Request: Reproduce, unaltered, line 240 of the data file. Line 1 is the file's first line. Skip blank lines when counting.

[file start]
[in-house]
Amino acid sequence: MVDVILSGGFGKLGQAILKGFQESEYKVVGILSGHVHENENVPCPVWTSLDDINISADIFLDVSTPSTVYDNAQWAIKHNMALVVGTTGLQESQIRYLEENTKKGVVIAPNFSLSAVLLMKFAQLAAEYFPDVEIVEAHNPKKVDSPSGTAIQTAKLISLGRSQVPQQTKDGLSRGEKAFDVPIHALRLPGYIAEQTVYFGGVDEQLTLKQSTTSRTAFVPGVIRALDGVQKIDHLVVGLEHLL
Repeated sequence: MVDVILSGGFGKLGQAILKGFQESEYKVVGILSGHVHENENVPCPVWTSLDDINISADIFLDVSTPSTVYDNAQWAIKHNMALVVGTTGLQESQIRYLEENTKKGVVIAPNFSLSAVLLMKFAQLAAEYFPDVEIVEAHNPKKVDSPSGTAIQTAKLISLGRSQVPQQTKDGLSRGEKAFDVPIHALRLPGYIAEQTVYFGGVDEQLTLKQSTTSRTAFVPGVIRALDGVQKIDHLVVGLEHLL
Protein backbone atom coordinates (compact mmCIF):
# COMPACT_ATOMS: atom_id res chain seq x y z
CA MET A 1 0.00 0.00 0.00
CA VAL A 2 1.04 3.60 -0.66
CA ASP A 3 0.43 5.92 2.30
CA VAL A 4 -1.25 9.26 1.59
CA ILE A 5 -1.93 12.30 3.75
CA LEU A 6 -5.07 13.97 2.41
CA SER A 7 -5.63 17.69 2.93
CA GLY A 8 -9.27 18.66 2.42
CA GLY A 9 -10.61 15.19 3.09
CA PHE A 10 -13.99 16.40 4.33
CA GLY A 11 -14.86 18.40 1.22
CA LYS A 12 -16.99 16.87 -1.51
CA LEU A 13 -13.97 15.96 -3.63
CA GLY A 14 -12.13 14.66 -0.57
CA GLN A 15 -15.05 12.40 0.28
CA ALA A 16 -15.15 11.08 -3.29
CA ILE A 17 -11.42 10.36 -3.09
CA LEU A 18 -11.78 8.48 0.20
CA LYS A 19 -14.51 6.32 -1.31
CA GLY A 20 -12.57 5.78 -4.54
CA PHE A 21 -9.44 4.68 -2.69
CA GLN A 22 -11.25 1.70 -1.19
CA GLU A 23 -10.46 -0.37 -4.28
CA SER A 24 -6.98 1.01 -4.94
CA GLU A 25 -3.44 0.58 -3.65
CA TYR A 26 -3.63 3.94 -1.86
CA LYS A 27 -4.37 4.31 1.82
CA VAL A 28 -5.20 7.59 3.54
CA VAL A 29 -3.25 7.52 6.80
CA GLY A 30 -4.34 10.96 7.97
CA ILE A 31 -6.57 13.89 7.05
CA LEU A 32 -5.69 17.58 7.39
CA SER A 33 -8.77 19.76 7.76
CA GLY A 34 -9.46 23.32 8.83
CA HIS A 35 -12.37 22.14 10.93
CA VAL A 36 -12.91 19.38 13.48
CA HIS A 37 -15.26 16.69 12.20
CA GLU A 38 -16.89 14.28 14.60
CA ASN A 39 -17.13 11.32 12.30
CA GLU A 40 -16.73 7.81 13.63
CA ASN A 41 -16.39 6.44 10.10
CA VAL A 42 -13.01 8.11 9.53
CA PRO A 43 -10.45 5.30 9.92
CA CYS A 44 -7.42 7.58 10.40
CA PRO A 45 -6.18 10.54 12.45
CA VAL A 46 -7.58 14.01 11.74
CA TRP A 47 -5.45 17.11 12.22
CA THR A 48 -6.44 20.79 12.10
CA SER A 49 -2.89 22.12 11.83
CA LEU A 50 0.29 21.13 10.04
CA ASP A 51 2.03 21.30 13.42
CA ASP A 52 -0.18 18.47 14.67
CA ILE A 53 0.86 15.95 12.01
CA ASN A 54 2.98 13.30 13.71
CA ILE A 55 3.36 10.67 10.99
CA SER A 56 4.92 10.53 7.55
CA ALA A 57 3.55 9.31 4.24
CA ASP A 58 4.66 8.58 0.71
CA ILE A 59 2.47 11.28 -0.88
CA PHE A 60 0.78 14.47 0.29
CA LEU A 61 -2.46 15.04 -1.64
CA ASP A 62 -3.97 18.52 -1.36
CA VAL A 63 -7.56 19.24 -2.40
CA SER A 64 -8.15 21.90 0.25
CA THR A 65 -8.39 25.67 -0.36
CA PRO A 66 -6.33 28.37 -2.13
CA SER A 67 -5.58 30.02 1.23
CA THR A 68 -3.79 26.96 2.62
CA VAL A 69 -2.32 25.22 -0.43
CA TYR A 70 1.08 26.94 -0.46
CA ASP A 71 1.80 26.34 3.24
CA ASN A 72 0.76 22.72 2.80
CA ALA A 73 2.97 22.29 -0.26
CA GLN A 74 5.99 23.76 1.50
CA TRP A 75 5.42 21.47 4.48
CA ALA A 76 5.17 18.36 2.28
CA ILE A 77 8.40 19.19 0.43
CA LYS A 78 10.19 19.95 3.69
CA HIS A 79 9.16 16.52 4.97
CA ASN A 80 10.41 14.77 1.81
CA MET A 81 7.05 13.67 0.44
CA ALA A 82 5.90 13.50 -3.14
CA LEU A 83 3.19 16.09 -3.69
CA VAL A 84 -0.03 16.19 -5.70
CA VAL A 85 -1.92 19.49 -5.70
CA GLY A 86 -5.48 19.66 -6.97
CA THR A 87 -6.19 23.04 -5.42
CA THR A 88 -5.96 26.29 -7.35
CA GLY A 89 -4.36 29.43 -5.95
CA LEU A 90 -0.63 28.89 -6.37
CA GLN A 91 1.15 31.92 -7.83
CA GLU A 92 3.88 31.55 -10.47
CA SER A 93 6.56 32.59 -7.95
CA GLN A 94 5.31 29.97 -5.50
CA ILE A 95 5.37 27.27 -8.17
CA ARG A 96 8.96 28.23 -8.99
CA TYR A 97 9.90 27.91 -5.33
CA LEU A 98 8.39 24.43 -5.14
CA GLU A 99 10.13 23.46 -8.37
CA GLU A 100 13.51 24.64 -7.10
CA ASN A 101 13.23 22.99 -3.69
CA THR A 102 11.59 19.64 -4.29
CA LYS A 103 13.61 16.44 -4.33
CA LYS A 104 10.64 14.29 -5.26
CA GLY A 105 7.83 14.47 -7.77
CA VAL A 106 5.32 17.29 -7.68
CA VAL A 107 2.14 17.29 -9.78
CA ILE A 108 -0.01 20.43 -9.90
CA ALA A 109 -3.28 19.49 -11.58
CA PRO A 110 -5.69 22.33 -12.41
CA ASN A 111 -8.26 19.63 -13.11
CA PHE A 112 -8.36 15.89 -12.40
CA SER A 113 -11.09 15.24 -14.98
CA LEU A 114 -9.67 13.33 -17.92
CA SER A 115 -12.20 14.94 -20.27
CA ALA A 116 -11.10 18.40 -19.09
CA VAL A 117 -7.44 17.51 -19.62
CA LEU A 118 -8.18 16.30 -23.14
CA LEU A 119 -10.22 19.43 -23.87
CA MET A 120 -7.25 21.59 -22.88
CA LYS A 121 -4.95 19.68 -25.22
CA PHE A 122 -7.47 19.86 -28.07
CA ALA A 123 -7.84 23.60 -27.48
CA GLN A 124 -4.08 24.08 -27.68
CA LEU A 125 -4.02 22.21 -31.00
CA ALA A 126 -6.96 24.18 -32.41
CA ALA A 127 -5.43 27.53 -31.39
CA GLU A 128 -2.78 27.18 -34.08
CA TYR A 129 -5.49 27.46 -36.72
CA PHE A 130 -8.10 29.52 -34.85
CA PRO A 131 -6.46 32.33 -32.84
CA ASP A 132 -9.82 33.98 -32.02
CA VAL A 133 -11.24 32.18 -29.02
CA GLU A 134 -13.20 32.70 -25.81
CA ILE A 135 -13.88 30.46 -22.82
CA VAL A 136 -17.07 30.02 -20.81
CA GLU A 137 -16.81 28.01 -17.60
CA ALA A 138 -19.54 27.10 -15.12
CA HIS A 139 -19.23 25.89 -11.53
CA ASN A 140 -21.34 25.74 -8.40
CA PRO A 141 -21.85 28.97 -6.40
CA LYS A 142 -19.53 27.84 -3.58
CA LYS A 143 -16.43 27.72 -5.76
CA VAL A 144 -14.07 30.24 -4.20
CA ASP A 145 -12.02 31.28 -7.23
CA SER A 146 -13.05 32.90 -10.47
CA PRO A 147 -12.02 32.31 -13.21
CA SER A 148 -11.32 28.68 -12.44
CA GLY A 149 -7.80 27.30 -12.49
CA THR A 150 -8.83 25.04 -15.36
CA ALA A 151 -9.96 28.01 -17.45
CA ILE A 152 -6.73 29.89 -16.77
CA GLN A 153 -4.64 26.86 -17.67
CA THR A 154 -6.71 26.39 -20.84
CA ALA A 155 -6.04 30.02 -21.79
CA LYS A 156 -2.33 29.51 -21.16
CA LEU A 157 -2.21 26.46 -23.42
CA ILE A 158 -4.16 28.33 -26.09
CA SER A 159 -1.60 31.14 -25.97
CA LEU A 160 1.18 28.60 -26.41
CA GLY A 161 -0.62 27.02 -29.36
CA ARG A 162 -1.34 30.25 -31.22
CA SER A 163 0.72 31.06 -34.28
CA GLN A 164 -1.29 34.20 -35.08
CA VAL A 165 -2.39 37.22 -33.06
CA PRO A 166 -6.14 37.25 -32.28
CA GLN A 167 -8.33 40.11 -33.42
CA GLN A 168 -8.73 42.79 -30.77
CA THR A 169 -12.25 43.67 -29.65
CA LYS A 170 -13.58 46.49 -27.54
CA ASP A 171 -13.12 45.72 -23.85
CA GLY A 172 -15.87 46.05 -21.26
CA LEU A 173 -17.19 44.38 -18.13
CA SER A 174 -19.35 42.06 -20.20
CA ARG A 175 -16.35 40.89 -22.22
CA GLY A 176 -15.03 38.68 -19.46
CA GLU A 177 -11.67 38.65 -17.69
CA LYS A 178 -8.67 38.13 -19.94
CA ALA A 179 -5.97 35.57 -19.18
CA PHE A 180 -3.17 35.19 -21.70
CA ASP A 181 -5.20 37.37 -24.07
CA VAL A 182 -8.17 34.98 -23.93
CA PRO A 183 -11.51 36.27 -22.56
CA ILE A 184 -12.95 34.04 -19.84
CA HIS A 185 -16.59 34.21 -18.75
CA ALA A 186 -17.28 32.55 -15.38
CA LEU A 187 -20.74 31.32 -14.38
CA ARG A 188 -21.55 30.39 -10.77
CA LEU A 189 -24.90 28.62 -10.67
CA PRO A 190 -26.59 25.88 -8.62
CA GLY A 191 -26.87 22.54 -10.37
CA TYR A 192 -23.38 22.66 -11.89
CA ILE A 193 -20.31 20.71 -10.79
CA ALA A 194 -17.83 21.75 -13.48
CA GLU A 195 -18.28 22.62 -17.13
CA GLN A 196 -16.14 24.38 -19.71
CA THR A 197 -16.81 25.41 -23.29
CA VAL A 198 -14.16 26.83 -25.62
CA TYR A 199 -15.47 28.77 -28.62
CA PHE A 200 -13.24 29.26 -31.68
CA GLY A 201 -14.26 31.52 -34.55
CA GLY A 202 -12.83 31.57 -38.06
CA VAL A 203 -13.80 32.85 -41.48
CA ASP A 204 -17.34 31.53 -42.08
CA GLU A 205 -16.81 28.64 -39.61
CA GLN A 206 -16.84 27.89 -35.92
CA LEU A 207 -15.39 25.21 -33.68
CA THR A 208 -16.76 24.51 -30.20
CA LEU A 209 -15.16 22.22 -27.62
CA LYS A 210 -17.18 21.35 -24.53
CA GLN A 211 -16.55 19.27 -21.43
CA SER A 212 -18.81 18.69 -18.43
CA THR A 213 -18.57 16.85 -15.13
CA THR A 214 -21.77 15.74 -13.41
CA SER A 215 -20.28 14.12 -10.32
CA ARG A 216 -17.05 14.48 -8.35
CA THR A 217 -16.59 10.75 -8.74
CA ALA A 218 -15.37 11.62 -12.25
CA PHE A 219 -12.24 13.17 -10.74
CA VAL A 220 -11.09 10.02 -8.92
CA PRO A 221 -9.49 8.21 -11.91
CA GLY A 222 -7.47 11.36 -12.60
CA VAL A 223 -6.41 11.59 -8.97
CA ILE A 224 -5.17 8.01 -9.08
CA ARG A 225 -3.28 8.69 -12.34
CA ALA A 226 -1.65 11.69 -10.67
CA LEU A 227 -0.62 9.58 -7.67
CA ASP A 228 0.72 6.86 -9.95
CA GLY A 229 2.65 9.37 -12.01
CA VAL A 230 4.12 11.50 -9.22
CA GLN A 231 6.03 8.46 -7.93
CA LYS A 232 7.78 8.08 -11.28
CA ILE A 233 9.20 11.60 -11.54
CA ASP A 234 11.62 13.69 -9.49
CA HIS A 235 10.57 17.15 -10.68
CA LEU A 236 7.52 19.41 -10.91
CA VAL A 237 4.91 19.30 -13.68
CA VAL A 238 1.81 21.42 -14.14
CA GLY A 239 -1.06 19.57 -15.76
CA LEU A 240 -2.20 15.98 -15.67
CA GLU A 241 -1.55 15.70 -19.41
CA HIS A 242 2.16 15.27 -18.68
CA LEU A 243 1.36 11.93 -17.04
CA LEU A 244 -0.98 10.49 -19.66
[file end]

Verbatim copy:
CA HIS A 235 10.57 17.15 -10.68